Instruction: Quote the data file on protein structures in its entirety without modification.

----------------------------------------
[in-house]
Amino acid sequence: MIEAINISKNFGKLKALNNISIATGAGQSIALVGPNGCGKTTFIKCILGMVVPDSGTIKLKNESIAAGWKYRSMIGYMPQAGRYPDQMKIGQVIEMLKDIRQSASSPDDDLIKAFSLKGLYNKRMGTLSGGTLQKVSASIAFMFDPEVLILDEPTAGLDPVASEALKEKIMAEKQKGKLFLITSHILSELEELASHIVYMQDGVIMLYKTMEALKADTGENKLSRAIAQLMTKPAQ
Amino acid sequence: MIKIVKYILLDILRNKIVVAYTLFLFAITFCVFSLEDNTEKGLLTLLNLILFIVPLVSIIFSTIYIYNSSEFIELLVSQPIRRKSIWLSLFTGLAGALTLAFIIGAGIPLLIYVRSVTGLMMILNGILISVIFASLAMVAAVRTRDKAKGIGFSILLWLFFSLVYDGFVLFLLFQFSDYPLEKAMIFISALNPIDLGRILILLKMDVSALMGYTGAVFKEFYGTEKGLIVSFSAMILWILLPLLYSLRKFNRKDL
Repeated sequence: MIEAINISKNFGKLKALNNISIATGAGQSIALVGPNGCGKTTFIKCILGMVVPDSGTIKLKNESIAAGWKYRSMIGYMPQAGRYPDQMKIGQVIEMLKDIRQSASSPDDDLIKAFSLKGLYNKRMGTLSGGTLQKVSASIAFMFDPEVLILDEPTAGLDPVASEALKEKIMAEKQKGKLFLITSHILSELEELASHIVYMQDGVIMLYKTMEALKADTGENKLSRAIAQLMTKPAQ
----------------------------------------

[in-house]
Amino acid sequence: MIEAINISKNFGKLKALNNISIATGAGQSIALVGPNGCGKTTFIKCILGMVVPDSGTIKLKNESIAAGWKYRSMIGYMPQAGRYPDQMKIGQVIEMLKDIRQSASSPDDDLIKAFSLKGLYNKRMGTLSGGTLQKVSASIAFMFDPEVLILDEPTAGLDPVASEALKEKIMAEKQKGKLFLITSHILSELEELASHIVYMQDGVIMLYKTMEALKADTGENKLSRAIAQLMTKPAQ
Amino acid sequence: MIKIVKYILLDILRNKIVVAYTLFLFAITFCVFSLEDNTEKGLLTLLNLILFIVPLVSIIFSTIYIYNSSEFIELLVSQPIRRKSIWLSLFTGLAGALTLAFIIGAGIPLLIYVRSVTGLMMILNGILISVIFASLAMVAAVRTRDKAKGIGFSILLWLFFSLVYDGFVLFLLFQFSDYPLEKAMIFISALNPIDLGRILILLKMDVSALMGYTGAVFKEFYGTEKGLIVSFSAMILWILLPLLYSLRKFNRKDL
Repeated sequence: MIEAINISKNFGKLKALNNISIATGAGQSIALVGPNGCGKTTFIKCILGMVVPDSGTIKLKNESIAAGWKYRSMIGYMPQAGRYPDQMKIGQVIEMLKDIRQSASSPDDDLIKAFSLKGLYNKRMGTLSGGTLQKVSASIAFMFDPEVLILDEPTAGLDPVASEALKEKIMAEKQKGKLFLITSHILSELEELASHIVYMQDGVIMLYKTMEALKADTGENKLSRAIAQLMTKPAQ